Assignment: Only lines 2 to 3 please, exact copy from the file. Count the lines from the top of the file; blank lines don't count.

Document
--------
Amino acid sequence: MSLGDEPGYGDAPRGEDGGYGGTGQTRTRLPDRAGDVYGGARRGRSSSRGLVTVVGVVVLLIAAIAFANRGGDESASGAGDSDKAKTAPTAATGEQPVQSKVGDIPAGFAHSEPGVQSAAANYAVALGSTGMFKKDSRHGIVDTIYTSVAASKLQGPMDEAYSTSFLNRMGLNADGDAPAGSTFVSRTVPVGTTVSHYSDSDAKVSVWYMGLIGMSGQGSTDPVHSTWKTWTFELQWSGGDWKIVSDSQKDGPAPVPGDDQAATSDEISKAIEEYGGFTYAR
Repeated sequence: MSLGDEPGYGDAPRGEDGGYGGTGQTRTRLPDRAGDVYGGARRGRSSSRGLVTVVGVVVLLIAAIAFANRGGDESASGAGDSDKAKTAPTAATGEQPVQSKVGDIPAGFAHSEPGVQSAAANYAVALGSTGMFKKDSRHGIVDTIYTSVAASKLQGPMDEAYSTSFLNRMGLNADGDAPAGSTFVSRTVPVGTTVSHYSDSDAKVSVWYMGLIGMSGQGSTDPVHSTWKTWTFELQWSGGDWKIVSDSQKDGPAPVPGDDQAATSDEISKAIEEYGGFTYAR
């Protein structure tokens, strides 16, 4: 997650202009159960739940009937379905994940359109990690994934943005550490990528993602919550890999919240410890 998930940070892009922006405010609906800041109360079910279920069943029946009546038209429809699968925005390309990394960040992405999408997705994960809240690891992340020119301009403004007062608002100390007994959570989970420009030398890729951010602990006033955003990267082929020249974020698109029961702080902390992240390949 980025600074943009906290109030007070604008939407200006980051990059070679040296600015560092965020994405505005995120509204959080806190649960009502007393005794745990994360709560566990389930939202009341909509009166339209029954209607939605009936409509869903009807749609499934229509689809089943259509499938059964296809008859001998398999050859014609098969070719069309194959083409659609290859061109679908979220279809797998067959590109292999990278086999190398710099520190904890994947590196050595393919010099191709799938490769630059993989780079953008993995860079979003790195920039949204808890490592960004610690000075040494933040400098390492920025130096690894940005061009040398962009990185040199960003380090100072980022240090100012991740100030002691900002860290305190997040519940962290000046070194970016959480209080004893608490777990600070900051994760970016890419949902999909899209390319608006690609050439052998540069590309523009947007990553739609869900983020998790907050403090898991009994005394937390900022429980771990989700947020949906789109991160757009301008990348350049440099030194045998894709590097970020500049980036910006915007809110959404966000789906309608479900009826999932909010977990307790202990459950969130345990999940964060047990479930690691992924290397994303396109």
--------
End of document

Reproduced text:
Repeated sequence: MSLGDEPGYGDAPRGEDGGYGGTGQTRTRLPDRAGDVYGGARRGRSSSRGLVTVVGVVVLLIAAIAFANRGGDESASGAGDSDKAKTAPTAATGEQPVQSKVGDIPAGFAHSEPGVQSAAANYAVALGSTGMFKKDSRHGIVDTIYTSVAASKLQGPMDEAYSTSFLNRMGLNADGDAPAGSTFVSRTVPVGTTVSHYSDSDAKVSVWYMGLIGMSGQGSTDPVHSTWKTWTFELQWSGGDWKIVSDSQKDGPAPVPGDDQAATSDEISKAIEEYGGFTYAR
């Protein structure tokens, strides 16, 4: 997650202009159960739940009937379905994940359109990690994934943005550490990528993602919550890999919240410890 998930940070892009922006405010609906800041109360079910279920069943029946009546038209429809699968925005390309990394960040992405999408997705994960809240690891992340020119301009403004007062608002100390007994959570989970420009030398890729951010602990006033955003990267082929020249974020698109029961702080902390992240390949 980025600074943009906290109030007070604008939407200006980051990059070679040296600015560092965020994405505005995120509204959080806190649960009502007393005794745990994360709560566990389930939202009341909509009166339209029954209607939605009936409509869903009807749609499934229509689809089943259509499938059964296809008859001998398999050859014609098969070719069309194959083409659609290859061109679908979220279809797998067959590109292999990278086999190398710099520190904890994947590196050595393919010099191709799938490769630059993989780079953008993995860079979003790195920039949204808890490592960004610690000075040494933040400098390492920025130096690894940005061009040398962009990185040199960003380090100072980022240090100012991740100030002691900002860290305190997040519940962290000046070194970016959480209080004893608490777990600070900051994760970016890419949902999909899209390319608006690609050439052998540069590309523009947007990553739609869900983020998790907050403090898991009994005394937390900022429980771990989700947020949906789109991160757009301008990348350049440099030194045998894709590097970020500049980036910006915007809110959404966000789906309608479900009826999932909010977990307790202990459950969130345990999940964060047990479930690691992924290397994303396109």